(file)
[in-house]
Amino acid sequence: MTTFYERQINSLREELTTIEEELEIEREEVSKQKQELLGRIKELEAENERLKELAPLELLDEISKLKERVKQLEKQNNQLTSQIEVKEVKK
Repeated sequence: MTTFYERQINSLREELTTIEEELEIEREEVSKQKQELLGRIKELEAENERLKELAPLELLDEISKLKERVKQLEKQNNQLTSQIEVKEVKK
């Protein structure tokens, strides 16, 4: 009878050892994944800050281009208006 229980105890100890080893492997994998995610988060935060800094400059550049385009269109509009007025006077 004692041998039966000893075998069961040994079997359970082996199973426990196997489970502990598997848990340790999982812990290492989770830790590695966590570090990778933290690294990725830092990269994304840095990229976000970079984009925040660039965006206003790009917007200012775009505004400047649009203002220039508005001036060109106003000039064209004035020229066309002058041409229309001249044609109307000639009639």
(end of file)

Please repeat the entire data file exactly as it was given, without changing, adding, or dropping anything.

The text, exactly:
[in-house]
Amino acid sequence: MTTFYERQINSLREELTTIEEELEIEREEVSKQKQELLGRIKELEAENERLKELAPLELLDEISKLKERVKQLEKQNNQLTSQIEVKEVKK
Repeated sequence: MTTFYERQINSLREELTTIEEELEIEREEVSKQKQELLGRIKELEAENERLKELAPLELLDEISKLKERVKQLEKQNNQLTSQIEVKEVKK
């Protein structure tokens, strides 16, 4: 009878050892994944800050281009208006 229980105890100890080893492997994998995610988060935060800094400059550049385009269109509009007025006077 004692041998039966000893075998069961040994079997359970082996199973426990196997489970502990598997848990340790999982812990290492989770830790590695966590570090990778933290690294990725830092990269994304840095990229976000970079984009925040660039965006206003790009917007200012775009505004400047649009203002220039508005001036060109106003000039064209004035020229066309002058041409229309001249044609109307000639009639």